The influence of the magnetic field orientation on the angular momentum loss in the pre-main sequence phase: The case of very slowly rotating magnetic Ap stars
University of Western Ontario, department of Physics & Astronomy, London Ontario, Canada N6A 3K7 e-mail: email@example.com
2 Warsaw University Observatory, Al. Ujazdowskie 4, 00-478 Warszawa, Poland
Corresponding author: K. Stępień, firstname.lastname@example.org
Accepted: 10 January 2002
Landstreet & Mathys ([CITE]) have discovered that almost all the magnetic Ap stars having rotation periods longer than about one month have their magnetic and rotation axes fairly closely aligned, in contrast to the more common magnetic Ap stars of shorter period, in which the two axes are usually inclined to one another at a large angle. Furthermore, as shown earlier by Mathys et al. ([CITE]) and by Hubrig et al. ([CITE]), these most slowly rotating magnetic Ap stars have also magnetic fields several times larger than are typical for shorter period magnetic Ap stars, and generally have masses below 3 . In this paper, we present calculations to show that the observed axial alignment in the slowest rotators may have arisen during the pre-main sequence (PMS) phase, when stars of a few solar masses are observed as Herbig Ae/Be stars. During the PMS phase, a star is expected to exchange angular momentum with a disk and with a stellar wind. As shown by Stępień ([CITE]), a disk around a PMS magnetic Ap star tends to lock the rotation rate at a few days, while mass loss in the absence of a disk is able to slow the star to quite long periods. We argue that is it plausible to assume that the fraction of the PMS phase during which a disk persists depends on the orientation of the field axis to the plane of the disk, and that disk dissipation may have occurred more quickly in magnetic stars with aligned magnetic and rotation axes than in stars in which the angle between these axes is large. In this case, the magnetic Ap stars with aligned rotation and magnetic axes, especially those with large fields, could lose much more angular momentum than the stars of large obliquity. However, it is also shown that loss of nearly all the angular momentum is only possible for stars with masses below about 3 (and with relatively large fields); for higher masses the available time is too short. Our model thus provides a reasonable explanation for all of the principle observational facts about the very slowly rotating magnetic Ap stars.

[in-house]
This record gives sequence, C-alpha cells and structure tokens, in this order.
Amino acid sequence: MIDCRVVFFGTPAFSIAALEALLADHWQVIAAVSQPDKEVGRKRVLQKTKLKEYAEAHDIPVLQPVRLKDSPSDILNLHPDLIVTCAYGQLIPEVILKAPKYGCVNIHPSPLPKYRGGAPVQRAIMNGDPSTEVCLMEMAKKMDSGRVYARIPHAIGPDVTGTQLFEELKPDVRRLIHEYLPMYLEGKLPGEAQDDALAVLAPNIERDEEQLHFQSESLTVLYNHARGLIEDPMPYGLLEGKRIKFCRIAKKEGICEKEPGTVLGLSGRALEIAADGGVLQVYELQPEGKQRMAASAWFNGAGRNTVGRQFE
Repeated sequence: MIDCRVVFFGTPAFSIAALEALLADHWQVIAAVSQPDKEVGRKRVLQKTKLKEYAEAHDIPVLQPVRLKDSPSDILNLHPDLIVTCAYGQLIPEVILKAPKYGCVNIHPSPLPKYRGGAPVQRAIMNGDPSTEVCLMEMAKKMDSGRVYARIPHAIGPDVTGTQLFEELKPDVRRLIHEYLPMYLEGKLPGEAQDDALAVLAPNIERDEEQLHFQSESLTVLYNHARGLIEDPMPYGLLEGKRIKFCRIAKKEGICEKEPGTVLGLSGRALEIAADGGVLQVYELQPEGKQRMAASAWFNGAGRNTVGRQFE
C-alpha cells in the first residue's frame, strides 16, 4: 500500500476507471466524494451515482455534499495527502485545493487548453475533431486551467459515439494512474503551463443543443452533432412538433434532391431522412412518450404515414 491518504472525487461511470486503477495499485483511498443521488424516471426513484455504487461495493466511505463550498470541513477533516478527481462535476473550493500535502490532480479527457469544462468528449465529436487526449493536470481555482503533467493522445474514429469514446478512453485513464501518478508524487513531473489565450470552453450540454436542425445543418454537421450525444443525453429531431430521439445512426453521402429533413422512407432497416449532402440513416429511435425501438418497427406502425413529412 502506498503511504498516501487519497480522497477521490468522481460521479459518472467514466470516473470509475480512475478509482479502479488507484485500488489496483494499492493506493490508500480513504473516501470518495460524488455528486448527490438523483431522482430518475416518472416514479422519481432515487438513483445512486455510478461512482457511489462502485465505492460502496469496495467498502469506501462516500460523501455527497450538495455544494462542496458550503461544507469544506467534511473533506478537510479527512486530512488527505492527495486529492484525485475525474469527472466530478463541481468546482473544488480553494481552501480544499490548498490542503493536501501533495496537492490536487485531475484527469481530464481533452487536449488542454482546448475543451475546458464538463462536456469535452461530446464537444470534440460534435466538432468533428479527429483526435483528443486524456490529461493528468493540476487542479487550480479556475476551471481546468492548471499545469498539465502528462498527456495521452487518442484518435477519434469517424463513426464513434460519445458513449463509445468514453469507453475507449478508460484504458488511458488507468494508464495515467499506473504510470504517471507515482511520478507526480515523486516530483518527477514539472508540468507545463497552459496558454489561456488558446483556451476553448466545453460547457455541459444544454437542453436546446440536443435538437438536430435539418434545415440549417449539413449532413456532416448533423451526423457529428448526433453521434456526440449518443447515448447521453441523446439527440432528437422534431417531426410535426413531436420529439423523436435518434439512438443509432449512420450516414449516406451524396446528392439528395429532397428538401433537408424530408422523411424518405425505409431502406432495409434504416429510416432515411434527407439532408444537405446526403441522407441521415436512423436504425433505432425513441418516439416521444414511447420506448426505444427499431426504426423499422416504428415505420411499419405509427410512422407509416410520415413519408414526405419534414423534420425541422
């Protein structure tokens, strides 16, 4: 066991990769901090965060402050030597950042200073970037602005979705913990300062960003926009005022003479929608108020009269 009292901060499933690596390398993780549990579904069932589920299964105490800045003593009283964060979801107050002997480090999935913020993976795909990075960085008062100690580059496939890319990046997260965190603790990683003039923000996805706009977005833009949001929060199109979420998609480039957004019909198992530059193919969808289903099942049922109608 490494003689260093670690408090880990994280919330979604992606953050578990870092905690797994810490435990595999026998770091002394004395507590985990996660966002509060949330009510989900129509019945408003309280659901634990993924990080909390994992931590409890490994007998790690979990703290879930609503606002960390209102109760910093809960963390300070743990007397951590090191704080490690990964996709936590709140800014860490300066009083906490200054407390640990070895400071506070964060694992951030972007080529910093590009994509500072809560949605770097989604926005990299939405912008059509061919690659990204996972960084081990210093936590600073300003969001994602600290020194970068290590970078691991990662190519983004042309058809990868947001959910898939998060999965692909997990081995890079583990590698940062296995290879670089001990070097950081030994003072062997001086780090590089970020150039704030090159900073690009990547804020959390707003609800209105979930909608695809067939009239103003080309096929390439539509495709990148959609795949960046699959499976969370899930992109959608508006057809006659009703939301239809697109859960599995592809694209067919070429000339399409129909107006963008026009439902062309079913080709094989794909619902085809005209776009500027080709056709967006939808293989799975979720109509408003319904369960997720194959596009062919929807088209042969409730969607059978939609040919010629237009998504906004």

Key words: stars: chemically peculiar / stars: magnetic fields / stars: pre-main sequence / stars: rotation
© ESO, 2002